SOLUTION Place a tennis ball on a pillow, then place your leg over it so the ball is pushing into the crease behind your knee. Find the sensitive spot just below your kneecap and just to the outside of the shinbone. Press into it lightly with your forefinger for about a minute. (If you may have a knee injury, see your doctor.)


SOLUTION Feel around through the muscle and find a spot that seems reactive--when you press on it, pain will seem to radiate outward. (Don't press on a bruised or injured area.) Using moderate force, press the spot with your thumb for at least a minute.


SOLUTION Use your heel to rub the junction between your big toe and second toe for 30 seconds, then repeat on the other foot. This spot purportedly benefits the gallbladder and liver meridians, which can be damaged by too much exertion.


SOLUTION For a preworkout boost, find any tender spot or knot along the back of your shoulders and press into it with your fingers for one minute. (If you can't reach, ask a friend.)

Monday, December 15, 2008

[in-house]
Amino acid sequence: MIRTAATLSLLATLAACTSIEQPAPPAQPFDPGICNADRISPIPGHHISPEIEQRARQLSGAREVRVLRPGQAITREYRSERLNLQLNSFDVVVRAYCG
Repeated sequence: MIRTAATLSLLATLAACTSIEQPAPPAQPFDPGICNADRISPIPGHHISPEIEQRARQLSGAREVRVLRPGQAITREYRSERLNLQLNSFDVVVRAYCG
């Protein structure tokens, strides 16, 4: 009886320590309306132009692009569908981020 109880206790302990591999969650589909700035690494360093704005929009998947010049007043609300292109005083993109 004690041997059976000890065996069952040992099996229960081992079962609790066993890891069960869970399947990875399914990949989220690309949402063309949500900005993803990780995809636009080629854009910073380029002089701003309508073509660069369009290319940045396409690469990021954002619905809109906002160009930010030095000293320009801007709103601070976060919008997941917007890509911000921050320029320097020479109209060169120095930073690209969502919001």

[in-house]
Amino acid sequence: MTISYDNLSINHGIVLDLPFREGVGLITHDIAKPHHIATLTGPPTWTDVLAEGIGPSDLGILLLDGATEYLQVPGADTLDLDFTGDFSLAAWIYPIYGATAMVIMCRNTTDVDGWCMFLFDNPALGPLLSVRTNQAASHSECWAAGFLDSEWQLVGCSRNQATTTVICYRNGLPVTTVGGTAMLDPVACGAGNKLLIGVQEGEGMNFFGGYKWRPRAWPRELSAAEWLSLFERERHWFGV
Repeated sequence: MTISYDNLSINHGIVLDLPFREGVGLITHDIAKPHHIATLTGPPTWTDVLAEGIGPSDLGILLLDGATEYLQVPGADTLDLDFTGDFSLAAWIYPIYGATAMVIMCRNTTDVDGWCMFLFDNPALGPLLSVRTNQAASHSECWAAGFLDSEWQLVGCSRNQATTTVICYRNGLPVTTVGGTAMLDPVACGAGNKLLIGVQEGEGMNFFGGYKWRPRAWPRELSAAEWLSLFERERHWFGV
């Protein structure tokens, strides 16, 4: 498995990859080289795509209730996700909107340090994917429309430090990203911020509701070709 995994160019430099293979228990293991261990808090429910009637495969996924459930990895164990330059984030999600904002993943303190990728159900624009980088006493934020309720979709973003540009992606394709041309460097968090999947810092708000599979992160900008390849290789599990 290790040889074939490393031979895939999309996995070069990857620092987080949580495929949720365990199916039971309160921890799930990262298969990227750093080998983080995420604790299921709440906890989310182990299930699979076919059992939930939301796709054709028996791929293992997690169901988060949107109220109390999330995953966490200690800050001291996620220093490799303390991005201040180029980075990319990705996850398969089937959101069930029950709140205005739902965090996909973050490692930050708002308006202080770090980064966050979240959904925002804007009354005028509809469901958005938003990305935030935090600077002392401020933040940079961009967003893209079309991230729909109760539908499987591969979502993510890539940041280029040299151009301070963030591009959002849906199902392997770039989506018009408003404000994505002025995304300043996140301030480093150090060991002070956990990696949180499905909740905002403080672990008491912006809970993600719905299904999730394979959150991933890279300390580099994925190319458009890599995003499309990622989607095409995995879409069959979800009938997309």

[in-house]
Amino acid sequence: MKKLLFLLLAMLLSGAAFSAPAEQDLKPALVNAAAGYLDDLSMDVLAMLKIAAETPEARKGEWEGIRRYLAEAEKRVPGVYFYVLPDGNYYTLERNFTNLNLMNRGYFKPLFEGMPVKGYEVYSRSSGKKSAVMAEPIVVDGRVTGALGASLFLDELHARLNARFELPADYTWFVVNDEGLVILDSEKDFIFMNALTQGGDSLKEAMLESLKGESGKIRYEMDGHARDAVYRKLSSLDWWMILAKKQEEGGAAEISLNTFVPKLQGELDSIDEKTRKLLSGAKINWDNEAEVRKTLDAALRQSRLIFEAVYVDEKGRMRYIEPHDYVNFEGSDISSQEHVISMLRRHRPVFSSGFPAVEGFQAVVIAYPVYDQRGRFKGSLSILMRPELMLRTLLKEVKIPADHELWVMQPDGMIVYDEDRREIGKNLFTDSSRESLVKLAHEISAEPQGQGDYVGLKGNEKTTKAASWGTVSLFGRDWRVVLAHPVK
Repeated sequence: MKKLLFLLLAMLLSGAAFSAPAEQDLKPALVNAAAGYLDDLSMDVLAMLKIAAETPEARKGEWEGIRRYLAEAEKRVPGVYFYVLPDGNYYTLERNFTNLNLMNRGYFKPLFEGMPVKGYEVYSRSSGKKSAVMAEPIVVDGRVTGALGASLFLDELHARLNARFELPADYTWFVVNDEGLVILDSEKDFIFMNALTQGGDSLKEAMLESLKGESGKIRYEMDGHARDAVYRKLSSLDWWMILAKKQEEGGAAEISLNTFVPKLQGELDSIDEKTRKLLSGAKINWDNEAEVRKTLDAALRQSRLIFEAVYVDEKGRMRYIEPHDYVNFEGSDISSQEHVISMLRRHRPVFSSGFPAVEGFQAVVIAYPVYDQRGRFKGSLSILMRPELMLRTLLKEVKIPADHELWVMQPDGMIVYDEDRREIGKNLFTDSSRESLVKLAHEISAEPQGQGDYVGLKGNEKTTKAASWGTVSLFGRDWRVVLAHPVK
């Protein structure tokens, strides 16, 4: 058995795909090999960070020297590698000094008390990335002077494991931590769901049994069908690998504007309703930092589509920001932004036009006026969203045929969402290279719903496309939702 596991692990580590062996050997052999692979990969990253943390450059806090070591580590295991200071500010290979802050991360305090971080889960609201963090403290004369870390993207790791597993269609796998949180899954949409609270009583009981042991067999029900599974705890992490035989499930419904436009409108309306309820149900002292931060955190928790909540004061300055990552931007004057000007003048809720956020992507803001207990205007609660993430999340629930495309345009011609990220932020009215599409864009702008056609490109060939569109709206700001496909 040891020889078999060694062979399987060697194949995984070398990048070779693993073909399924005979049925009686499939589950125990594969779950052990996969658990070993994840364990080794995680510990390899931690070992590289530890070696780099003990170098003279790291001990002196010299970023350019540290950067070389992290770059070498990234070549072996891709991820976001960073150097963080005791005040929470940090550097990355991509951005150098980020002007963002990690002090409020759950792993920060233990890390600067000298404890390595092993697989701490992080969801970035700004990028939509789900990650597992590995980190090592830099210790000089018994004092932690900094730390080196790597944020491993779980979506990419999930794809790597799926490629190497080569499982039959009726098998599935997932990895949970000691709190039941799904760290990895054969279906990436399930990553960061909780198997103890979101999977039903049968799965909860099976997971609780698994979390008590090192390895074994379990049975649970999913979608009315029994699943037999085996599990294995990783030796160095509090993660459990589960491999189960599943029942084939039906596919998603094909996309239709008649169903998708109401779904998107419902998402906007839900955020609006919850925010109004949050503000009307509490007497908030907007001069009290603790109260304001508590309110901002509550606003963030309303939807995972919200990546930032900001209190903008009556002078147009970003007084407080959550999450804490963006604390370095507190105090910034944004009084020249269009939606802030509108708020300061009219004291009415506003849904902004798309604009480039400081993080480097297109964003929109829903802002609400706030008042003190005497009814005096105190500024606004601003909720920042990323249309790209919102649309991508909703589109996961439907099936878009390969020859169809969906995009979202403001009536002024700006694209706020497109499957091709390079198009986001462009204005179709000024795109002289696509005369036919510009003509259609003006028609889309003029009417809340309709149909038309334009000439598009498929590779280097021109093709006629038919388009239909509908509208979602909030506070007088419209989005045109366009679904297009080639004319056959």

How to Find a Point:Acupressure Point Names and Reference Numbers

You locate an acupressure point by referring to anatomical landmarks. To help you find them, all of the points in this book are illustrated with a description of these landmarks (such as bone indentations and protrusions).

Some acupressure points lie underneath major muscle groups. While points near a bone structure usually lie in an indentation, muscular points lie within a muscular cord, band, or knot of tension. To stimulate the point, press directly on the cord or into the hollow.

As acupressure evolved, each of the 365 points was named poetically, originally with a Chinese character. The imagery of its name offers insight into either a point's benefits or location. For instance, the name Hidden Clarity refers to the mental benefit of the point: It clears the mind. Shoulder's Corner refers to that point's location. The Three Mile Point earned its name because it gives a person an extra three miles of energy. Runners and hikers have used this famous point to increase stamina and endurance.